Cheery Winter Wonders

White-breasted Nuthatches are a familiar site at our feeders in the winter. They are cheeky birds that make a little nasal nyuk-nyuk- nyuk noise that can lead you right to them.

They creep along the tree trunks going sideways and upside down, probing into bark furrows with their straight, pointed bill.

The common name for these resident birds, Nuthatch, comes from their behavior of jamming large seeds or nuts into tree bark and then whacking them with their sharp bill to “hatch” the seed out from the inside.

White-breasted Nuthatches are typically found in deciduous woods. Their cousin, the Red-breasted Nuthatch, prefers conifer stands.

Ever wonder how Nuthatches and other resident birds survive our cold Midwestern winters? They are extremely well adapted!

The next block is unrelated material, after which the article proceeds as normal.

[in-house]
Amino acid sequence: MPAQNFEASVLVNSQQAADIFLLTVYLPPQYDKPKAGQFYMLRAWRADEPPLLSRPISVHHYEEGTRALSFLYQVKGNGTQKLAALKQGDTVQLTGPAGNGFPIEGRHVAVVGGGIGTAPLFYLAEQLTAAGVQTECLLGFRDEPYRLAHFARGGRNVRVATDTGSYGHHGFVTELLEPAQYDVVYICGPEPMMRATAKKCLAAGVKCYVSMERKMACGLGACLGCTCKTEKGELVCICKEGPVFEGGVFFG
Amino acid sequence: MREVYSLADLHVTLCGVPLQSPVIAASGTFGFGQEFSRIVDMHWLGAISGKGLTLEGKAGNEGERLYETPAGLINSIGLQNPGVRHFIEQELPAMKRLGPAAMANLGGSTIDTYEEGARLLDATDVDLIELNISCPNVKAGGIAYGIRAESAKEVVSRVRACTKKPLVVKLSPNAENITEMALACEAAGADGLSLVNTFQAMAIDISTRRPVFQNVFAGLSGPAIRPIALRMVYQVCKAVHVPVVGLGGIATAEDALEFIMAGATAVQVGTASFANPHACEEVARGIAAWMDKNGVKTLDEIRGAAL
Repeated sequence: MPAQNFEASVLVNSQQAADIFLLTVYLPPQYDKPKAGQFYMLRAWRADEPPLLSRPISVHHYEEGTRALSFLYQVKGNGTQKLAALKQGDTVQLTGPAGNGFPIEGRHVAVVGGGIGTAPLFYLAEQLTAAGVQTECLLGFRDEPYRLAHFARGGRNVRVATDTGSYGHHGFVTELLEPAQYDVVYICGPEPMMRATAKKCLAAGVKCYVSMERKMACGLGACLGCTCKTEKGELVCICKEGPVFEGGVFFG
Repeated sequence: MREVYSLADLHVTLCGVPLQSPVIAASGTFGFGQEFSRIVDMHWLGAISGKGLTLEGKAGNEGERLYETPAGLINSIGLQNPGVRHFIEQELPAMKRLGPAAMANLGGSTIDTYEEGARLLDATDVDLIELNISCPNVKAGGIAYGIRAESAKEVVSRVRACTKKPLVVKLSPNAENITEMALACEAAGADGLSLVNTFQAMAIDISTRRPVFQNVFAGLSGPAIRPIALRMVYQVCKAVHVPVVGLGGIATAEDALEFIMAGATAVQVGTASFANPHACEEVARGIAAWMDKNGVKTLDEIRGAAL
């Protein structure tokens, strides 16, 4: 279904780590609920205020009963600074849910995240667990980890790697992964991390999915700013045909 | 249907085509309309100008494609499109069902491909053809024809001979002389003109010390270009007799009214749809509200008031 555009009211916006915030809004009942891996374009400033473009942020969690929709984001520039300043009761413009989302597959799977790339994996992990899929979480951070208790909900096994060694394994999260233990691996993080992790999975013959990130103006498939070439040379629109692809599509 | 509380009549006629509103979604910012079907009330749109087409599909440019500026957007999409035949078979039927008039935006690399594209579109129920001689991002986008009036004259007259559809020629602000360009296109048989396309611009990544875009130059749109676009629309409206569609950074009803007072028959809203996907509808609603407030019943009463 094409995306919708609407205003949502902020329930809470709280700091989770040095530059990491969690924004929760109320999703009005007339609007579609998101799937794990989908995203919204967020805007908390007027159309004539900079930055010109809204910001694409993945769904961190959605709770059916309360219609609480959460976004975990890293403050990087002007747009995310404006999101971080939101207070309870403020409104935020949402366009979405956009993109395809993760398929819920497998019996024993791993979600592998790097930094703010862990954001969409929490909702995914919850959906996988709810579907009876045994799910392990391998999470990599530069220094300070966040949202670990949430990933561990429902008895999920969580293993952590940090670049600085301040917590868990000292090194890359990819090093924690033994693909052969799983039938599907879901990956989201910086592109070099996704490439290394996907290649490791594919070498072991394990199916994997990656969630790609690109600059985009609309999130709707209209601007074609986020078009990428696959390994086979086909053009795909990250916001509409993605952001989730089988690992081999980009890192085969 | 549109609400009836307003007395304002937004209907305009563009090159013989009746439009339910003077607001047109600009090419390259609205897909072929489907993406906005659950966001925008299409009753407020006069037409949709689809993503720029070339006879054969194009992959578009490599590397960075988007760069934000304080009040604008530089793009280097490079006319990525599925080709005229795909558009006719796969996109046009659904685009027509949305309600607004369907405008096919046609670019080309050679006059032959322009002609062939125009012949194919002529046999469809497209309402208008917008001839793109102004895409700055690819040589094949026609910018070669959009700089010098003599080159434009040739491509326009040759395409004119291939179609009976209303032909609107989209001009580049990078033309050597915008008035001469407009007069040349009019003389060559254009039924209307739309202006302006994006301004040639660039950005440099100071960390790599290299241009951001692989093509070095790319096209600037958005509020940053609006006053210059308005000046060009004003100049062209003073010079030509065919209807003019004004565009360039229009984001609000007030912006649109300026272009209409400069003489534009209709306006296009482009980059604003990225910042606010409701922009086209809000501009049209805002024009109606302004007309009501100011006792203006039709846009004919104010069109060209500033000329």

• Their feathers are amazing insulators
  • Even exposed areas like their feet have an intricate network of blood vessels to keep them from freezing
  • Most birds maintain an average body temperature of 105 degrees F., which helps them to function on even the most frigid nights
  • Some birds, like Nuthatches, prefer communal roosting to share body heat

The next time you see or hear one of these amazing little neighbors, take some time to watch and listen. You’ll be amazed that something so small can survive and even thrive in this cold winter world!